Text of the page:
Since the late 1830’s companies around the world have been striving to create a technology that can replace traditional batteries and generator technologies. They seek a technology that will help to overcome the pressing environmental concerns the world is facing. That is where the fuel cell comes in. Fuel cells are electrochemical energy devices that convert hydrogen and oxygen into water, which can then produce electricity and heat. They are most similar to the average household battery; however, while household batteries eventually die out or need recharging, chemicals are constantly flowing throughout the fuel cell so it never dies. The electricity and heat produced by fuel cells only emit water so there is no burning or combustions; therefore, no pollutants.

There are several kinds of fuel cells that use different chemicals. They differ in the electrolytes and gases used, which ultimately result in different operating temperatures. Below shows a chart of all the different types of fuel cells:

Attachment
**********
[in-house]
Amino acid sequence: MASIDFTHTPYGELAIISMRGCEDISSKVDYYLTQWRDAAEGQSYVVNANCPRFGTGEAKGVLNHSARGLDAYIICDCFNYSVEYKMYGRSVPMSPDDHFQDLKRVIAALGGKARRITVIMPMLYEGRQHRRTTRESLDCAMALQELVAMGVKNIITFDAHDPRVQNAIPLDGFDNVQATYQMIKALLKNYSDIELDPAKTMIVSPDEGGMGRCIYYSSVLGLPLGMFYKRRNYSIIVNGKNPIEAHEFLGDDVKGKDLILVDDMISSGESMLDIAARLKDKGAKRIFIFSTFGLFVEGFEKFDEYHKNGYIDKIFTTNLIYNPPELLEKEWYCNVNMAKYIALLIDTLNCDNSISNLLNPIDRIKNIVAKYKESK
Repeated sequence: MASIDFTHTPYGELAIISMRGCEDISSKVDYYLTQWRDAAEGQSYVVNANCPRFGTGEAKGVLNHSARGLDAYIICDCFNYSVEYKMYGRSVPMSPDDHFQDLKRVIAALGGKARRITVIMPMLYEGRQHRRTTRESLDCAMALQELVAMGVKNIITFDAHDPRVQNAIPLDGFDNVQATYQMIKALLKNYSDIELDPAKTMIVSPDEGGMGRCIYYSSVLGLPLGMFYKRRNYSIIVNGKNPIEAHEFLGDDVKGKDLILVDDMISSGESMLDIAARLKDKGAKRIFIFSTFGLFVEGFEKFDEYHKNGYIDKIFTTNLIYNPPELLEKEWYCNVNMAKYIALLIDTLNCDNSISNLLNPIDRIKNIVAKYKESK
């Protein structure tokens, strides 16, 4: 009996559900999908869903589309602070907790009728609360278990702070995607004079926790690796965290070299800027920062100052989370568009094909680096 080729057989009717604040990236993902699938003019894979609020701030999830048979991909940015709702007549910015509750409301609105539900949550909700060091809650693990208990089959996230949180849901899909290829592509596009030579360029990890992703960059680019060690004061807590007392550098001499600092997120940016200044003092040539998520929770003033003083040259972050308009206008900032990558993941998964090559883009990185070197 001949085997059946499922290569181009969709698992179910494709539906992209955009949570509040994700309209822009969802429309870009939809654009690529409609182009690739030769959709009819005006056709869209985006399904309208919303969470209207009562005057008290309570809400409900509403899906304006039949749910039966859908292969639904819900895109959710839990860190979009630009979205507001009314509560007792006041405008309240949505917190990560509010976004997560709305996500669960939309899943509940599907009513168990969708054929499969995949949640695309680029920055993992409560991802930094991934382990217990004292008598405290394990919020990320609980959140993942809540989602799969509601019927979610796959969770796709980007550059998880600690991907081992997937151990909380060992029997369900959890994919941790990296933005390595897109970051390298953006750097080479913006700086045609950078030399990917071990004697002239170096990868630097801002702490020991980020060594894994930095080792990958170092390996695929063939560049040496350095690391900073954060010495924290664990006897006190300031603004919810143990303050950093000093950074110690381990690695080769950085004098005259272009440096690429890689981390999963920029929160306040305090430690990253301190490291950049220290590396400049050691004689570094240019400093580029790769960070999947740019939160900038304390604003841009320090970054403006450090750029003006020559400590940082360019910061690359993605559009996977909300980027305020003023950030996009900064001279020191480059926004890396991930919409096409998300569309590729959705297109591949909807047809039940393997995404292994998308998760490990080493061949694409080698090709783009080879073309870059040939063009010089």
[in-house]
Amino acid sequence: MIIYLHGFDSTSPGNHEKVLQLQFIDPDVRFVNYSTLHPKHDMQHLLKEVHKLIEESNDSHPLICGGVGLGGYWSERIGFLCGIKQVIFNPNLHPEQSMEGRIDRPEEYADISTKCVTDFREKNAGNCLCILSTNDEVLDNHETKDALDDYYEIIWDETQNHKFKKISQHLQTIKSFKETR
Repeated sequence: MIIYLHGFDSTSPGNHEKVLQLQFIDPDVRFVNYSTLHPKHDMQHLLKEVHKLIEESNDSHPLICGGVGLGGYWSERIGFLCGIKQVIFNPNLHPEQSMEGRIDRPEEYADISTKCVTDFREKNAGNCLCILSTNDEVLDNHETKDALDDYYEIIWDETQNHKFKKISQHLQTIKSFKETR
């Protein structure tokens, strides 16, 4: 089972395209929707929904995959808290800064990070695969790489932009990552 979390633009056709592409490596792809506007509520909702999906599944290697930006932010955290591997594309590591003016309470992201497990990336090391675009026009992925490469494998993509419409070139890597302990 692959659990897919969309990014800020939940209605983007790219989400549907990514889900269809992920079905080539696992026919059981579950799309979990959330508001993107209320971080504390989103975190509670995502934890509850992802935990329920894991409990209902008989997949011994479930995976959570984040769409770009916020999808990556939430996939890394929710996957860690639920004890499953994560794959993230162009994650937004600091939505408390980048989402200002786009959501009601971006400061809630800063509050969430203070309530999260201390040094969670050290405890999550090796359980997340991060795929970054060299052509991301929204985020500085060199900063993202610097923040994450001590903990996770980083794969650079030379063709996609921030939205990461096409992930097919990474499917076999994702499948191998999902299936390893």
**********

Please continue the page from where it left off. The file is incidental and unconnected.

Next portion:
Due to their modular construction, fuel cells can be used universally in small devices to complete power stations. They are most promising in areas such as transportation, heating stations (for single or multi family houses for example), and small batteries used for items like MP3 players or cell phones.

While the discovery of the fuel cell was made in the mid 19th century, it is still a possibility to make additional developments and improvements. In order to improve the quality of the environment the application of fuel cells must be explored on a larger scale.